Just reached 110k miles on my '05 Legacy GT wagon and I'm hoping it will last years longer. It's a perfect blend of power and pleasure, and I really don't want to think about how to replace it. Just have to learn how to drive with my head in the sand.

  • Svoboda123 Svoboda123 on Jan 08, 2019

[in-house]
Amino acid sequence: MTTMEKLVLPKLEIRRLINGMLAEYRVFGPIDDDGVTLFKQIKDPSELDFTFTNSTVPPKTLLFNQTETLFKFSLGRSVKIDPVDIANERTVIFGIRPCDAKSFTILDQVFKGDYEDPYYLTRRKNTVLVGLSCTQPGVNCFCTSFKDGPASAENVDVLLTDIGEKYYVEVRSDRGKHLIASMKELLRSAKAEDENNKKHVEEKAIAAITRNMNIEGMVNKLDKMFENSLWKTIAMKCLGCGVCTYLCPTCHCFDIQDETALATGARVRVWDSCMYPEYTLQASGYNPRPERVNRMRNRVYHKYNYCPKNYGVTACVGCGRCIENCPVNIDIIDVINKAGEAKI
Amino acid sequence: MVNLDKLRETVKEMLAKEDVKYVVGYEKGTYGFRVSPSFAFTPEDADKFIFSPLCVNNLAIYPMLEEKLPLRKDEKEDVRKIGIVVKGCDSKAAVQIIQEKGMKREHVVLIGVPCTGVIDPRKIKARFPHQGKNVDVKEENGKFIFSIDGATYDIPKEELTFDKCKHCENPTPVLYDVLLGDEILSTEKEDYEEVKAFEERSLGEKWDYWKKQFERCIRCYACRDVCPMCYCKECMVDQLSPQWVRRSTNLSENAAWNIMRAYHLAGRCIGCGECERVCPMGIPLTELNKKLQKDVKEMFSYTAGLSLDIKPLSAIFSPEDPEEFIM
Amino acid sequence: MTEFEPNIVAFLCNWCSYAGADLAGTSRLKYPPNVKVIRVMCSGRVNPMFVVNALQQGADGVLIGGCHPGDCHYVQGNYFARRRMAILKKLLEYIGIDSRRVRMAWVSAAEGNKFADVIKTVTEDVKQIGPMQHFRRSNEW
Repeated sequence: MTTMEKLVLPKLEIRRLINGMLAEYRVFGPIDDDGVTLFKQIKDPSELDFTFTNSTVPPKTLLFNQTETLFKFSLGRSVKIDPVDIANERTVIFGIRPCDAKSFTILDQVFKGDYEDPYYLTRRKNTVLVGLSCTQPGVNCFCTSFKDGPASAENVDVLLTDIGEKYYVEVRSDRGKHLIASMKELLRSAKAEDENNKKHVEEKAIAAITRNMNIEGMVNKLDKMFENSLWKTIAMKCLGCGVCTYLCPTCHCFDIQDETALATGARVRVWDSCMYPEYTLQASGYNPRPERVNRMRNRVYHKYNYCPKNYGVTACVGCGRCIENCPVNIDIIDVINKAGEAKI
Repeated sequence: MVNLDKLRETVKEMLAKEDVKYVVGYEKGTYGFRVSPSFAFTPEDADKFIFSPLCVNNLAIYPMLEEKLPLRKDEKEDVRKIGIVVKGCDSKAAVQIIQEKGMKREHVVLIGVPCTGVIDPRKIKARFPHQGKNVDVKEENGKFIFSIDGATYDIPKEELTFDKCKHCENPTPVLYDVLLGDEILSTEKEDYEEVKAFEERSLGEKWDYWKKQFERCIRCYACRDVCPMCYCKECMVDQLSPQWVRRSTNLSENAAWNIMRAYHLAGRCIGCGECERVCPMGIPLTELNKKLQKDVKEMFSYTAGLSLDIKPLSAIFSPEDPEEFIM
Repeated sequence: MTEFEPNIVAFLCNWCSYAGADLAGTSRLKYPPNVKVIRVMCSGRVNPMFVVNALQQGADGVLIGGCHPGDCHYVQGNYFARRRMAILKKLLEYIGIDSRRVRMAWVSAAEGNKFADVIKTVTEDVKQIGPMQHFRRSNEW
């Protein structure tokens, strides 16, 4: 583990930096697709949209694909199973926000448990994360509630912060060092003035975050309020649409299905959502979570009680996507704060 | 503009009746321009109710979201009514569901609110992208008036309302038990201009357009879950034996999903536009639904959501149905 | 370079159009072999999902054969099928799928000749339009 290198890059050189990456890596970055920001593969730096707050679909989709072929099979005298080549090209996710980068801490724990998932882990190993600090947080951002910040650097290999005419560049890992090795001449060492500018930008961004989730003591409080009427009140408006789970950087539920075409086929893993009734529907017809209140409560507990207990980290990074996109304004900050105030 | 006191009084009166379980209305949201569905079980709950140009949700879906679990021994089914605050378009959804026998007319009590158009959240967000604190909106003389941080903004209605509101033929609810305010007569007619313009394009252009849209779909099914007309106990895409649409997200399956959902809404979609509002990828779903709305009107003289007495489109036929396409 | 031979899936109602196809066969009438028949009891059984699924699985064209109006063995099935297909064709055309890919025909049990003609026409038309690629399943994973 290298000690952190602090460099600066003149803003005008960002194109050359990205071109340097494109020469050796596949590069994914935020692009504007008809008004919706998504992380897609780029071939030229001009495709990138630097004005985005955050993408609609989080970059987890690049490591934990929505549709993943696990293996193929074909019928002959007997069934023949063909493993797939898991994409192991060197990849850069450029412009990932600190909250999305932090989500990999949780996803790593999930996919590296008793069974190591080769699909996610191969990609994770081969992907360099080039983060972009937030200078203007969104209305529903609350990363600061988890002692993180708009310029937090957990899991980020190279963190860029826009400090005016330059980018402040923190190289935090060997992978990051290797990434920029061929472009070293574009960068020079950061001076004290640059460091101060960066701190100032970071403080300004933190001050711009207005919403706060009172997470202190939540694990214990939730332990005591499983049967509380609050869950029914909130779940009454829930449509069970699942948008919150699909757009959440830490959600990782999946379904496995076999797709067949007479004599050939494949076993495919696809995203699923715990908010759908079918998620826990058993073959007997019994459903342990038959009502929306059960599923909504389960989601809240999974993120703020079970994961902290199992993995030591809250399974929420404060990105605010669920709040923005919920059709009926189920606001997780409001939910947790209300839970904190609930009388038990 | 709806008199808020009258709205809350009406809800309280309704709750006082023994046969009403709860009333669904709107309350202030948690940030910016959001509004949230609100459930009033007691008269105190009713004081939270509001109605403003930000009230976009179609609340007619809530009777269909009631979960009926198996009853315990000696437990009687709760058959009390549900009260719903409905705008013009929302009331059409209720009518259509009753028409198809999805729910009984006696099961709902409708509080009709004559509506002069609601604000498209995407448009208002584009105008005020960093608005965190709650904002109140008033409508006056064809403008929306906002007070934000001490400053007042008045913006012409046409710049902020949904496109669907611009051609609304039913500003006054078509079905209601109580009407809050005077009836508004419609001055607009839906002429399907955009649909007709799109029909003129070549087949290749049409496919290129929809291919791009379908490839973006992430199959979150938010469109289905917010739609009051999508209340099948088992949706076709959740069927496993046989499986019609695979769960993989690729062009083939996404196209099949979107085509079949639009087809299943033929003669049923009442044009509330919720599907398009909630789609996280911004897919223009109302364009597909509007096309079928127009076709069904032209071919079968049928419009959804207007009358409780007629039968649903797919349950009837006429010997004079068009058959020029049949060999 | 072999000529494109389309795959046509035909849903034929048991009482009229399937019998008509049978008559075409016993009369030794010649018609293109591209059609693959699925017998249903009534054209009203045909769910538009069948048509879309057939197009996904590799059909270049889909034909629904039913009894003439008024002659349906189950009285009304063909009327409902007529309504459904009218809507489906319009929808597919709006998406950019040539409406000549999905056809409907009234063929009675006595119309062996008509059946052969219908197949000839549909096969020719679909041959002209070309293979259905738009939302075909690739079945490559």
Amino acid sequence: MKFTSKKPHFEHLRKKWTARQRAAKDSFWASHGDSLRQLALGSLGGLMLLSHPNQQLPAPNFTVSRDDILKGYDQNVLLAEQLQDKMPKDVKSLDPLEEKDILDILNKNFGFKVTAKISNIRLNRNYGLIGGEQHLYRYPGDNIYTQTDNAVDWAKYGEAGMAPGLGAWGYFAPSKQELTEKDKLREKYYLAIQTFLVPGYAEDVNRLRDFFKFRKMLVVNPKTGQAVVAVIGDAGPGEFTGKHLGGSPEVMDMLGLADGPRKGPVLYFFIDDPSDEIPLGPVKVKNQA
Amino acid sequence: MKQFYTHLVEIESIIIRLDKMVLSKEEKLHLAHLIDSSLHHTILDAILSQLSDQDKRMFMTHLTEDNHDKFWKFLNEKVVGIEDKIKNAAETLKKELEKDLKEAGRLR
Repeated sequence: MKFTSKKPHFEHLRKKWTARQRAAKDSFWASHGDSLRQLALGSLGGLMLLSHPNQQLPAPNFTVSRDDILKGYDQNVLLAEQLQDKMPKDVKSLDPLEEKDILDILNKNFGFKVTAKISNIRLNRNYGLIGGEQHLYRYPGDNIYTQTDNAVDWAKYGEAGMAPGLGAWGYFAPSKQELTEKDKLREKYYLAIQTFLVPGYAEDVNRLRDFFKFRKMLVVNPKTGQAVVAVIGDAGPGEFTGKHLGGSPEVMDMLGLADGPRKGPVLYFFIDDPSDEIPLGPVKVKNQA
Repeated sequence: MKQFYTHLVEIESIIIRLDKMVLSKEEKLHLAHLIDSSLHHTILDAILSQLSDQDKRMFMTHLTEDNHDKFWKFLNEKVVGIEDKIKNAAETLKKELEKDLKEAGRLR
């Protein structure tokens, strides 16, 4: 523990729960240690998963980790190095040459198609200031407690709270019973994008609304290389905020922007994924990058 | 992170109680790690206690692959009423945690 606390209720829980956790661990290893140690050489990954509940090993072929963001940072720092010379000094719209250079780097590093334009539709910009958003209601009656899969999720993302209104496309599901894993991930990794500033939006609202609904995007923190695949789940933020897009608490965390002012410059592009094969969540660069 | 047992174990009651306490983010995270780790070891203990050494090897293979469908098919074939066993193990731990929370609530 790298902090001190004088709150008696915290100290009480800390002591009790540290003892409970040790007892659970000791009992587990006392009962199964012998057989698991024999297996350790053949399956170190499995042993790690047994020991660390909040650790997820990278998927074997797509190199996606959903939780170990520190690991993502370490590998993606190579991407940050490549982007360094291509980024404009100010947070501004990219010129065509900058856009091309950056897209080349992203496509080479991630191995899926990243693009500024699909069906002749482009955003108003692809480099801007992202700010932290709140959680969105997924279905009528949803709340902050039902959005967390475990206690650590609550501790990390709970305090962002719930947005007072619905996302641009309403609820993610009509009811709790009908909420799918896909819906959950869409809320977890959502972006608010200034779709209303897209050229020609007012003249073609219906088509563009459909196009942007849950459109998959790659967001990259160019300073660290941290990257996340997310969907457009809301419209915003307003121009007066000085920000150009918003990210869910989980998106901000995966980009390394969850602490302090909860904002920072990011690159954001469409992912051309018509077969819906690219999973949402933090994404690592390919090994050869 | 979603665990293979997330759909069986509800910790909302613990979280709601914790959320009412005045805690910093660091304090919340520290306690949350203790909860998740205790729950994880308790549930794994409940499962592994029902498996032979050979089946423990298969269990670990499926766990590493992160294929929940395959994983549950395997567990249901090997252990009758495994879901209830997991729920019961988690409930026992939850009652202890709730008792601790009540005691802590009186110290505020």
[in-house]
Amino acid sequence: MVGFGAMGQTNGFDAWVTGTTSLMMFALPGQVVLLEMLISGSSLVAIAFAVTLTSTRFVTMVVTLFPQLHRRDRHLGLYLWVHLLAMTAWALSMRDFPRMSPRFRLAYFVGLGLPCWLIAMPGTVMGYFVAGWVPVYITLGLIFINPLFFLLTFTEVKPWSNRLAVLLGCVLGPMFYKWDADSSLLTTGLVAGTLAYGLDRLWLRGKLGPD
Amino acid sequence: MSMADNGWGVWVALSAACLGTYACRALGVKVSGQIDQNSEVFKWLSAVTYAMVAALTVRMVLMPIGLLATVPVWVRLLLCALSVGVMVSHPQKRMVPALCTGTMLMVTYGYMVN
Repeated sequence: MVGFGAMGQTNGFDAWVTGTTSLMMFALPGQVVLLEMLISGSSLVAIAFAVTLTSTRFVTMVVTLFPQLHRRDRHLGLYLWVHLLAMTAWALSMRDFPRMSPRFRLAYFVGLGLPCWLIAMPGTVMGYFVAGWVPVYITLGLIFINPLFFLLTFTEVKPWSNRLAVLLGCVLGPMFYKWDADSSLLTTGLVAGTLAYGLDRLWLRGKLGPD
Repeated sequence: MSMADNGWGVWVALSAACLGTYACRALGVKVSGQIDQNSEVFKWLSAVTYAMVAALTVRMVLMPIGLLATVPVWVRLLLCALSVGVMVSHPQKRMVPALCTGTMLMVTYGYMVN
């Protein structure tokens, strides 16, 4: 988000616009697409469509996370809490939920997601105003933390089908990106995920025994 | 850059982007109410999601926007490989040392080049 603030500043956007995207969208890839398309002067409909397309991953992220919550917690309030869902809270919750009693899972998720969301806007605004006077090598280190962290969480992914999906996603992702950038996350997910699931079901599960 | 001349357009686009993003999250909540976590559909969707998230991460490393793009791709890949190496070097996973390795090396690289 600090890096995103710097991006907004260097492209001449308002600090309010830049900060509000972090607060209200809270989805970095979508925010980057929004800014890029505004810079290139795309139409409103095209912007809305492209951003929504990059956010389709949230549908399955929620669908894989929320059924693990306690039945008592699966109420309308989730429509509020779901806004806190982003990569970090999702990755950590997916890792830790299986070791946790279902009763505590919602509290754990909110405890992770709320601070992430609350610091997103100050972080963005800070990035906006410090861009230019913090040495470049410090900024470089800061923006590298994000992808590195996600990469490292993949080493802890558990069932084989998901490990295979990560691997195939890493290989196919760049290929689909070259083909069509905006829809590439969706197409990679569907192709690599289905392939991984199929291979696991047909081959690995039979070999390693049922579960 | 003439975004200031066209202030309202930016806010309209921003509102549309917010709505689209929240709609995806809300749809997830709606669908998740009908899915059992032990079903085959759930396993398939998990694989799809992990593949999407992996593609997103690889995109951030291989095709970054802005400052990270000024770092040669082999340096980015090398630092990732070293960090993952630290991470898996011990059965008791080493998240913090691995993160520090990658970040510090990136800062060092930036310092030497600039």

Great year? Meh. The point of a wagon is handling and efficiency with cargo space. If Honda made an Accord Sport Wagon 4T and didn't screw up the styling from the sedan it would sell boatloads at $28k. Make it an Acura at $42k and it will tank. The Buick is pleasant looking but no way will it be dynamic. I have owned most of the great hot wagon models to hit these shores. Slim pickings these days. Hatchbacks a dying breed too. And friends don't let friends drive Subarus. The Outback especially. Says "I have given up on life. Just make mine 17 feet of CAR."